'Unsanitary, unliveable': Rented shipping container not fit as a home

By Contributor

Consent for a container build was reportedly denied in 2000, the previous owners built it anyway. Photo / Alex Burton, FILE

By Hazel Osborne, Open Justice Multimedia Journalist, Pōneke

A family who lived in a shipping container that should "never have been rented out" have been refunded all of their rent payments to the tune of almost $9000.

The Kaikōura family, who were granted name suppression by the Tenancy Tribunal, said their living conditions were "unsanitary" and the shipping containers they called home for seven months were illegal.

They were awarded a rent refund of $8881 after the tribunal ruled the converted containers unlawful and unlivable, including the power supply provided by an extension cord and water by a garden hose.

"It was only good luck that none of these caused a problem with potentially serious consequences," adjudicator Mike Brennan said.

The structure was never designed or consented to be used as a full-time residential dwelling, and the property impacted the tenants' health, safety and comfort, Brennan said in the recent tribunal decision.

Landlords Anicia and Paul van Elst had been living in the containers before the tenants moved in, and initially believed it to be legal and up to standard when they rented it out.

But Brennan said the van Elsts later admitted the infrastructure was not up to it.

"These premises should never have been rented out."

The tenancy began in June 2020 and ended on short notice from the tenant in February 2021.

An application for $30,000 compensation and exemplary damages was lodged with the tribunal a year after the tenancy ended.

The tenants wanted "all of the rent, bond, power along with compensation for the unsanitary living conditions of the property".

The unconsented home, installed in 2000, was made up of two converted shipping containers with a central covered area and an outhouse with laundry and a second toilet.

Services were basic; water was delivered by garden hose and electricity from an extension cord from the main house.

Wastewater went to a septic tank, grey water to a soak pit outside and the dwelling had no smoke alarms.

The tenants heard about the rental through word of mouth and after visiting the property and being told by Anicia van Elst the rent would be $200 per week, including power, a cash bond of $800 was paid.

Paul van Elst was not present at the viewing, or when the arrangement was made, and the tenancy decision noted he wasn't expecting such news and was unhappy about the arrangement.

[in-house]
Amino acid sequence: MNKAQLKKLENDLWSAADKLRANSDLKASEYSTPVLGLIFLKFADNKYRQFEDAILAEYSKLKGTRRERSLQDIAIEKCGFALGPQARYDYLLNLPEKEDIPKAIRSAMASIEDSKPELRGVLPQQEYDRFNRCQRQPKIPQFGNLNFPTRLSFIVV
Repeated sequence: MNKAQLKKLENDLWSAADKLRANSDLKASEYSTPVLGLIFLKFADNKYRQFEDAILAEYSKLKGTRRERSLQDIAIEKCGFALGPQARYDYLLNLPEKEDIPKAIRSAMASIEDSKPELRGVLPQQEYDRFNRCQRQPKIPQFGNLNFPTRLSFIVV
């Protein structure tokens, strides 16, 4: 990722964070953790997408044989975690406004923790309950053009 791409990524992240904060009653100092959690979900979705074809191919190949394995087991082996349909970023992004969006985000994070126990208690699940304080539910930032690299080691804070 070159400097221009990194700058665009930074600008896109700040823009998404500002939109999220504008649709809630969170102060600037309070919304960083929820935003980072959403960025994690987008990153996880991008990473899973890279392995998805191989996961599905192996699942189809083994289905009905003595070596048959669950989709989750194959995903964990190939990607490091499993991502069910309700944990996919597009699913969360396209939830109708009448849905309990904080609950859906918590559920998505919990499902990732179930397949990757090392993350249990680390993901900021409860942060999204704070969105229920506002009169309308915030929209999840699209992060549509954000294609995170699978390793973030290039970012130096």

Four to five days after the tenants moved in, they were called by Paul who said the agreed $200 for rent "was not sufficient" and he upped it to $250 with an extra $50 for power and an additional one-off $200 on top of the bond.

Despite this, the tenancy continued, but problems arose over the very basic infrastructure, including if the hot water supply was interrupted it would come out "scalding hot".

The tenants knew the property was not "permitted", but continued to stay there despite a number of unaddressed issues by the landlord.

A post-tenancy investigation, prompted by the tenants, was done by the Tenancy Compliance and Investigations Team and the Kaikōura District Council which found it to be in breach of the Residential Tenancies Act and non-compliant.

The container home was described to the investigator as a "work in progress" by the landlord, who did not build it but was under the impression it was compliant.

The van Elsts bought the property, including the containers, in 2007, seven years after they were constructed by the previous owners without council consent.

Paul van Elst said a formal tenancy agreement was never signed by the tenants.

The tribunal decision said the landlords failed to lodge the cash bond, produce receipts for the rent payments, and had been overcharging for power.

Paul van Elst said during the hearing he believed the application was a set-up after the tenants decided to leave, however, Brennan said there was previous evidence that the tenants were unhappy before they left.

Brennan listed a number of risks at the property including the lack of smoke alarms, an internal gas instant hot water of "uncertain installation", inadequate water, and draining with an electrical risk as the extension cord ran above ground through that area, as well as a non-compliant wood burner.

"The premises is a building never designed for, nor consented to be used for fulltime residential occupation," he said.

"There is no evidence of it having been made compliant for that use or of any application having been made for consent to use it as such, after prior rejection of appropriate applications by the previous owners."